The 2021 World Water Week opened on Monday, August 23, with calls for massive transformations of our societies. Participants from all over the world will spend the coming week developing solutions to help the world address challenges such as water scarcity, the climate crisis, poverty, and biodiversity loss.
Thirty years after it was initiated, the World Water Week 2021 has been redesigned for maximum impact. The world’s leading water conference is held from August 23 to 27 as a free, online event on the theme “Building Resilience Faster”. Participants from over 150 countries will co-create actionable solutions.
“We want World Water Week to be an action platform engaging all,” said Henrika Thomasson, Director World Water Week at Stockholm International Water Institute, the World Water Week organiser.
“Collaboration across borders is more important than ever. In the coming decade, all sectors of society need to undergo massive transformations,” explained Executive Director Torgny Holmgren, stressing the crucial role of water for these transformations and for reaching the climate targets and the Sustainable Development Goals.
In his keynote, Professor Johan Rockström from the Potsdam Institute for Climate Impact Research, described how humans are dangerously altering Earth’s life support systems. One example is how freshwater is impacted by the change humans are causing in climate and biodiversity. Rockström and his team have identified freshwater as one of the nine planetary boundaries that should not be crossed.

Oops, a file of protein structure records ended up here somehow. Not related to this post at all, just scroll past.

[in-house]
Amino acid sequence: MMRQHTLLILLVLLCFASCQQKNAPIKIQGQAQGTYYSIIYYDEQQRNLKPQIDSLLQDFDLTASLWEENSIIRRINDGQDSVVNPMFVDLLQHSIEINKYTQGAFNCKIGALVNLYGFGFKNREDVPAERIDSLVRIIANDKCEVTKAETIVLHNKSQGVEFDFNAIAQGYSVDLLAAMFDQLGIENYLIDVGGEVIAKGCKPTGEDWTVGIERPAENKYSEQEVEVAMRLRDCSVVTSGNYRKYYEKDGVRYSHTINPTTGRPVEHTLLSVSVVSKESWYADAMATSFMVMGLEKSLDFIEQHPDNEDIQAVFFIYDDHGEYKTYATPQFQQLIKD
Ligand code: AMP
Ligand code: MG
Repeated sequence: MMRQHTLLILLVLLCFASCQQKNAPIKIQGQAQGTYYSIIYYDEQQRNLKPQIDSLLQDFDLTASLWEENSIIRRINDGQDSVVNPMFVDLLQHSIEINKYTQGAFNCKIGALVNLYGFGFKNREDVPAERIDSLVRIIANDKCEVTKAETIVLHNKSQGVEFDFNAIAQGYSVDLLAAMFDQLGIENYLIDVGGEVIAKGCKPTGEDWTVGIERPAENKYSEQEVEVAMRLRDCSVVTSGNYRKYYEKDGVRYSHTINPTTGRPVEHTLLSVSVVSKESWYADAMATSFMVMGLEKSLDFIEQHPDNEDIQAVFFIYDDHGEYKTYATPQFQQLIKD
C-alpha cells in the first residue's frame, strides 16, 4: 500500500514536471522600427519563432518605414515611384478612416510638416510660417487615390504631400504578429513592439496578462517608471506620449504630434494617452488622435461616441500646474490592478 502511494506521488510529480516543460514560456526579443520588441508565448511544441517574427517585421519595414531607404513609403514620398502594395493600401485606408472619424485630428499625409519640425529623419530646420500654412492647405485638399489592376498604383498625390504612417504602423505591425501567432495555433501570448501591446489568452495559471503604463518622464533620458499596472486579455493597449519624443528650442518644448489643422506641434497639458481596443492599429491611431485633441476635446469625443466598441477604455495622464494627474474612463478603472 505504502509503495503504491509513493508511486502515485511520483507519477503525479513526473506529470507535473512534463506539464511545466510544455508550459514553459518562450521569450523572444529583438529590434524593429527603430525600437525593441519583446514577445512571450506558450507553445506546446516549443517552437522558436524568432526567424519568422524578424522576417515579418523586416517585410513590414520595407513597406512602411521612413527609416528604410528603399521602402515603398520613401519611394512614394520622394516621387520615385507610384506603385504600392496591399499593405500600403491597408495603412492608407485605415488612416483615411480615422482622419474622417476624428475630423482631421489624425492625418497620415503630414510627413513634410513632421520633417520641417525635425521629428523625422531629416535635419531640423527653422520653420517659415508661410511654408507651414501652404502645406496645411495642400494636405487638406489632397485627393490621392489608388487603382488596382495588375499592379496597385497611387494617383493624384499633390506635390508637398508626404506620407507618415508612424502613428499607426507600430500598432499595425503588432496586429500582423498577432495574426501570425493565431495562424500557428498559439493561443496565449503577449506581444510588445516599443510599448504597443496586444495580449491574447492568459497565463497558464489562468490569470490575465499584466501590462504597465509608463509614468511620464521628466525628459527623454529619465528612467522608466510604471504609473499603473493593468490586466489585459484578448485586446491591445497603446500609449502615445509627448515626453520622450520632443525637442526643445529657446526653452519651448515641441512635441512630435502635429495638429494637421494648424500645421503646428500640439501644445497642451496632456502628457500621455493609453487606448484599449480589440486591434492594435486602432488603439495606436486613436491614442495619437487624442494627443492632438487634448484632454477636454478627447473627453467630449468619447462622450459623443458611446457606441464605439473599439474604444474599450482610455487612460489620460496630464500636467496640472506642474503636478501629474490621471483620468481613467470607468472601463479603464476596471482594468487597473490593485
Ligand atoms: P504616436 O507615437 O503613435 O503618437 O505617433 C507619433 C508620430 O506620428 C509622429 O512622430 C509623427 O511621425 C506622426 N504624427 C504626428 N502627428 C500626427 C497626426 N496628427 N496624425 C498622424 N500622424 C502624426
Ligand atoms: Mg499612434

“Freshwater must be integrated within the climate agenda,” Rockström said. “We must first meet the Sustainable Development Goals by 2030, but then transform towards a safer future within planetary boundaries.”
The world is however not on track to achieve the Sustainable Development Goals, warned Amina Mohammed, Deputy Secretary-General of the United Nations when interviewed by host Alok Jha during the opening ceremony. “Before Covid we were off track and after Covid, even more so,” she noted, adding:
“But the recovery could get us back on track. There is a silver lining there. There are things that we can scale up, there are things that we can put more at the centre of the investments that we are asking for now.”